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Unprofessional/unsafe PAUSD residency checks
Original post made
by parent, Gunn High School,
on Jul 19, 2007
A man from PAUSD just rang my door bell at 6:40 PM and expected me to open my door since he had a PAUSD tag around his neck. Being alone and not being an expert in self defense, I am not about to let some man or women in my home. He said he was verifying student residency. Then he said he wanted to know if the "student" lived here and what my name was. Would you discuss who lives in your home with an unannounced stranger? Is this the unprofessional, unsafe matter in which PAUSD handles situations? I asked him to leave his card at the door. Of course he did not have a card but left his supervisors card, and no one is answering the phone at this time. The supervisors name on the card is Roberto Antonio River, Residency officer his phone # is 650-329-3955.
Posted by Private parent
a resident of Another Palo Alto neighborhood
on Jul 29, 2007 at 4:49 pm
Another Person Heard From -- you didn't really read my post. It would have spared you that long response.
No perfect solution, agreed. But no, I have so little faith in common sense, responsiveness to community input, and fiscal responsibility out of Churchill after the whole MI debacle (and other simultaneous trust snafus) that I wouldn't waste my time calling. Like anything I have to say would have an impact.
I do know a lot about how investigations work, and they are vastly more expensive than you can imagine when they involve a skilled investigator. The real world is not like t.v. If we had to do this for even a substantial fraction of students, we would not be saving money. And I can promise you that unless those responsible for contracting for the investigations are very experienced working with this type of investigator, PAUSD will end up charged much more than we expect in the end. And will likely have clean up and consequences that we have to handle internally. There is also the potential for lawsuits from those people whose cases are mishandled.
All of your questions are legitimate points. I didn't say that everyone would be able to provide ready, cheap evidence that they live here. But many, many can, so we should start there, as I said in my previous message. We can't send a person out everywhere if we want to save money, do this in an efficient way, and get the right answer from an investigation like this most of the time. Some people who are here legitimately, but perhaps new as one of the examples you gave, would need to be followed up with, but there are easier intermediate measures in those cases, too. I use a POBox in another town for my mail, have for many, many years. So my file might like suspicious. I don't mind having to jump through a few extra hoops to verify my residency, that's par for the course. Sure, maybe Palo Alto could verify that I live here with an expensive private investigation, but why not just give me the option of saving the district money by asking me to provide references? Or suggesting a simple phone call to some long-time teachers who know us?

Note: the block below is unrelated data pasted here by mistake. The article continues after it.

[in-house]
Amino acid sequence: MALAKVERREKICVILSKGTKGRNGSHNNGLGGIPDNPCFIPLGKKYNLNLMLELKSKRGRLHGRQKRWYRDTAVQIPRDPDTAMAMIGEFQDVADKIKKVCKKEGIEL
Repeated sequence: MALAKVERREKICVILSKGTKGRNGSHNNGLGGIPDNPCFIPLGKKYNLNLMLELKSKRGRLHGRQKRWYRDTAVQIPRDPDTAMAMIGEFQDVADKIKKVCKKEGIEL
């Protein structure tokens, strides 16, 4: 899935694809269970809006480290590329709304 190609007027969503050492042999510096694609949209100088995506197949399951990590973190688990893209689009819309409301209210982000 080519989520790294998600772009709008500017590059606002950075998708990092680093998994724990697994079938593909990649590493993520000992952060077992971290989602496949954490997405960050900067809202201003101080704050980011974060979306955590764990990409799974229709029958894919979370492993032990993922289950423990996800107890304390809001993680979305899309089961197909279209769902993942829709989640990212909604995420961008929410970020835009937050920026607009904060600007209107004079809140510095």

Or how about this? Just announce to the school that certain staff will go home with certain students at times randomly chosen -- a pop quiz? Staff that know the kids would be more qualified to assess whether a child actually lives in that space, a teacher would be more welcome in the home than a private investigator, and the "pop" quiz could be a positive visit for the child if nothing is actually amiss. For people who live here legitimately, this would be far less of a privacy and personal threat than a private investigator, but for those who don't, the unpredictable threat could make for some early "transfers" away to their real home districts. Okay, go ahead and criticize away, I"m not saying this is my first choice. But figuring out something like this is just so much easier and cheaper within a community context.
For me, personally, I believe most of the kids hurt by this will be those who have more complex lives, not those who are deliberate cheats. I know one family that owns a home in another town, but their child mainly lives here in Palo Alto, yes, for the schools, with the grandparents, but also because the grandparents are primary caregivers. Does the child always live here 7 days a week? Probably not every week, but at least 5 or 6 days most weeks. Does the child substantially live here most days of the week even on weekends? Yes. Does someone in the family who cares for the child reside permanently in a house or apartment in Palo Alto? Yes. Will the child be living here this summer for those infamous residency checks? No. Sent away to another country for language immersion. It would be so easy to assume from circumstantial evidence that this kid doesn't qualify to go to school here. The fight the family would probably have to endure if an investigator makes natural assumptions would hurt that family, my kid's classroom, and our school in ways that simply wouldn't be worth catching a few cheaters who don't live here over. The cost of straightening out the misunderstandings that could come from someone making summer spot checks probably haven't been considered by the people at Churchill (or more likely, fancifully justified away as being cost neutral).